Why do we still believe in a drop of the natural gas prices and why are we still willing to go short? We will try to provide a more detailed analysis in the following paragraphs.

If I would only show you the following graph of the development of natural gas reserves, it would be clear why the price of the last two weeks is rising. Stock growth almost stopped to grow and stocks reached 5-year low. In absolute terms, the situation does not look very positive for the short and is diametrically different from the situation two years ago, when the market was filled with natural gas and the gas drop to 2USD / MBtu was only a matter of time.

Figure 3: Development of natural gas reserves

But if we want to compare apples with apples, we need to look deeper into the data. We are now analyzing the period from 1.5. to 4.8. in 2017 and 2018 (in 2017, shorting gas was a profitable strategy) to compare the fundamentals in both years.

Why in this period? This part of the year represents the so-called injection season, ie the season of the year, when stock inventory growth occurs, and the development of gas reserves is not affected by so-called heating degree days (HDD = heating days when gas is burned in heating plants, – part of the year where HDD is prevailing is called the withdrawal season. The Injection Season is simply a well-defined part of the year that can be compared year-on-year, and where demand-side factors are purely limited to cooling degrees days (CDD = i.e. factor measuring how warm it is and how much it needs to be air-conditioned).

In these 14 weeks, stocks grew by 238 Bcf more than last year (stocks are 1011 Bcf this year – 773 Bcf last year), despite the cumulative higher temperatures in the past 14 weeks (827 CDDs instead of 763 CDDs last year). This means that, despite the warmer weather, the stocks are being built faster. The reason why we are moving on the chart to an absolute 5-year minimum of stocks volume is not because of slow stock growth but because of hard winter with an extremely low stocks left.

Figure 4: Development of natural gas reserves

Our thermally neutral estimate of year-on-year surplus of supply over demand is +2.43 BCf per day due to stock growth ((1011-773) / 14/7) and +0.65 Bcf daily due to higher temperatures, ie +3.08 Bcf daily.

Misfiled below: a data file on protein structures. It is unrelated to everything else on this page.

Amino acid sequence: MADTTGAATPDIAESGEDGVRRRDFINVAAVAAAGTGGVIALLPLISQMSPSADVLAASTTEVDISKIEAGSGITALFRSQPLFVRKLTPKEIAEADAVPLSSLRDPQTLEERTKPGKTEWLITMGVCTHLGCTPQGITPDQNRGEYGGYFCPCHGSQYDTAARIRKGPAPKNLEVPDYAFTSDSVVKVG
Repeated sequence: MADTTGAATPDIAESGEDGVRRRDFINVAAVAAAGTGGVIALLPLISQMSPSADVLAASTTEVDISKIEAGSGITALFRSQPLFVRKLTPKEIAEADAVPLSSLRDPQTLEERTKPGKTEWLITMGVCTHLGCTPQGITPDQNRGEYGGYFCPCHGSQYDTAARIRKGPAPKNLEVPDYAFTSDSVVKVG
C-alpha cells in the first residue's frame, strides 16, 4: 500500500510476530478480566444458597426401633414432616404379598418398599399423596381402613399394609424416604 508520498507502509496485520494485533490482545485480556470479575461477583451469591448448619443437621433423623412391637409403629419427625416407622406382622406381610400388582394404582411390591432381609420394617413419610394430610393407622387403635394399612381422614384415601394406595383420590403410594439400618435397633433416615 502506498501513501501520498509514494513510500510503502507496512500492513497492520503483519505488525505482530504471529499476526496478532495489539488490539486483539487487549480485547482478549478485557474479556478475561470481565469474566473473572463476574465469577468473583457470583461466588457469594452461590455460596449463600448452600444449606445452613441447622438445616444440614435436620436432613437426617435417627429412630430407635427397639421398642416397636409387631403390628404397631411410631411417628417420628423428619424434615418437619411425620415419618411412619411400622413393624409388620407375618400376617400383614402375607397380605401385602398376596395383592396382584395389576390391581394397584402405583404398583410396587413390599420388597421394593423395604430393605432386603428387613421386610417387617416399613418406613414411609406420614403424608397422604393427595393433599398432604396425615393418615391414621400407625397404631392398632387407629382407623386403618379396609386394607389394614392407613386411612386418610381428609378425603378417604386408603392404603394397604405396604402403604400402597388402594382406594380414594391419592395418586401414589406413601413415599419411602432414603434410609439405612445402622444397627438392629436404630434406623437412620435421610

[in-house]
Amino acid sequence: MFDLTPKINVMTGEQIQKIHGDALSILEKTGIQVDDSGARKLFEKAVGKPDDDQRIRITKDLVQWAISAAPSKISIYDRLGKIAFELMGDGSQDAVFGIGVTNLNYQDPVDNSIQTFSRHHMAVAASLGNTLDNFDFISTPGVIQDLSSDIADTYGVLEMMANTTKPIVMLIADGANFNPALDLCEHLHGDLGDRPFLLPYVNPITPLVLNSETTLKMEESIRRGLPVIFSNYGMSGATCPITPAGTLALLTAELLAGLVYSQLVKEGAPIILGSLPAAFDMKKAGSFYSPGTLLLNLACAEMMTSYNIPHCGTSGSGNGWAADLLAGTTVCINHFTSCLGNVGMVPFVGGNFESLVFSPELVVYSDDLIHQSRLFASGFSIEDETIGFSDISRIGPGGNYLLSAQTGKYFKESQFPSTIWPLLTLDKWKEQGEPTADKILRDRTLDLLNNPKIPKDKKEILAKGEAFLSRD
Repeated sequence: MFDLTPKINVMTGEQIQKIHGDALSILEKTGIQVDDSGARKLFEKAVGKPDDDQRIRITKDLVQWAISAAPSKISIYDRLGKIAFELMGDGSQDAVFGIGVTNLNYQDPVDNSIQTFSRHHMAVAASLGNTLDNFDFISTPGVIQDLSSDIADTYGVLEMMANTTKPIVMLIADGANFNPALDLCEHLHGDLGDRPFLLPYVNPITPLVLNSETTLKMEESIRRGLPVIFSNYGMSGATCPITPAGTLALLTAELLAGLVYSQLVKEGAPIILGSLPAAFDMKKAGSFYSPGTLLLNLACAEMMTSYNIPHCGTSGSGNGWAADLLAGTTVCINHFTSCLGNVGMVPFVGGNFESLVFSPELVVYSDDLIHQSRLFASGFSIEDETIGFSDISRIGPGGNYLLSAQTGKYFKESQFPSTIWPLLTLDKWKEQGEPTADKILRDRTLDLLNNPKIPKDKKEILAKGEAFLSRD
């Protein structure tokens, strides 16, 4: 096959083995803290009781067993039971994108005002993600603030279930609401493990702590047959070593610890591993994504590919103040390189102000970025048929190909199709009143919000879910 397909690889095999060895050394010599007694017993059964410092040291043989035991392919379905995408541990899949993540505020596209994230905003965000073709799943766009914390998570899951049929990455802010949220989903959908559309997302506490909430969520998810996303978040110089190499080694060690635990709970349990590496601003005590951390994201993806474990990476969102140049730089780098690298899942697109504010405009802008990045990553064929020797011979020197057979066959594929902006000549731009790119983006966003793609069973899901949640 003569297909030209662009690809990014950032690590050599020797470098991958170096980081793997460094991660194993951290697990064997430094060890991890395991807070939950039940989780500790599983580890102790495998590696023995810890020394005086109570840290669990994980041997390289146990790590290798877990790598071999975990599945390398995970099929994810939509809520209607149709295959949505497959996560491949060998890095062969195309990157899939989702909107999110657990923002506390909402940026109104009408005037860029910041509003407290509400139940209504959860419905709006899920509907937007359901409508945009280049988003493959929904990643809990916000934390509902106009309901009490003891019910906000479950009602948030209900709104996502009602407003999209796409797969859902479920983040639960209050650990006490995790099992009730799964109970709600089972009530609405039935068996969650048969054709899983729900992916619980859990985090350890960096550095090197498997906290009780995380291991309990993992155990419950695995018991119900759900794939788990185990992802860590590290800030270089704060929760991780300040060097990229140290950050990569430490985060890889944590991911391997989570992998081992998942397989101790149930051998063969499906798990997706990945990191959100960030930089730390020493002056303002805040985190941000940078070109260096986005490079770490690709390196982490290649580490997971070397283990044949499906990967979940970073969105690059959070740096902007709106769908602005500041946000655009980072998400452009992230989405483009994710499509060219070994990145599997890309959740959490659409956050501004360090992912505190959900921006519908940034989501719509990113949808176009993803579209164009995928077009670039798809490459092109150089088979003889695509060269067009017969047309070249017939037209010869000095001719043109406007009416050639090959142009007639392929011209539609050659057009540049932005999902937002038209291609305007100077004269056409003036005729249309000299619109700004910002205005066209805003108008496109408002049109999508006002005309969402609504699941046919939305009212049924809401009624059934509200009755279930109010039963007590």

How did we calculate 0.65 Bcf?

Looking at the year-on-year comparison of natural gas consumption in order to gain electricity (so-called Powerburn – during the summer season – this is an increase in consumption due to air conditioners), the chart below shows that blue points belonging to 2018 as well as orange points belonging to 2017 are showing a positive correlation between the number of cooling degrees days and the daily volume of Bcf of burned natural gas in gas power plants. One marginal CDD means this year’s daily gas consumption growth by about 0.1426 Bcf. We can deduct that if the last 14 weeks in the US were 64 CDD warmer (827 CDD in 2018 – 763 CDD in 2017), then one week was 4.57 CDD cooler. As a result, daily gas consumption was +0.65 Bcf / d (0.1426 * 4.57) higher due to higher temperature. Therefore, the thermally neutral year-on-year change in the balance between gas supply and demand must also be cleared, so we look at the overall year-on-year change of supply by +3.07 Bcf.

Interestingly, from the comparison of both regression equations (blue 2018 and orange 2017) in the chart below, we see an increase in gas consumption in gas power plants. We see an increase from 21.1 Bcf per day to 23.7 Bcf per day. This increase is a result of the closure of coal power plants and the opening of new gas power plants across the US. We will certainly meet in the upcoming years a similar rate of structural growth in demand. The other two sources of domestic gas demand in the US (industry and gas consumption in heating plants) did not show year-on-year structural growth. Structurally, only export is growing, but we will talk about it at other times.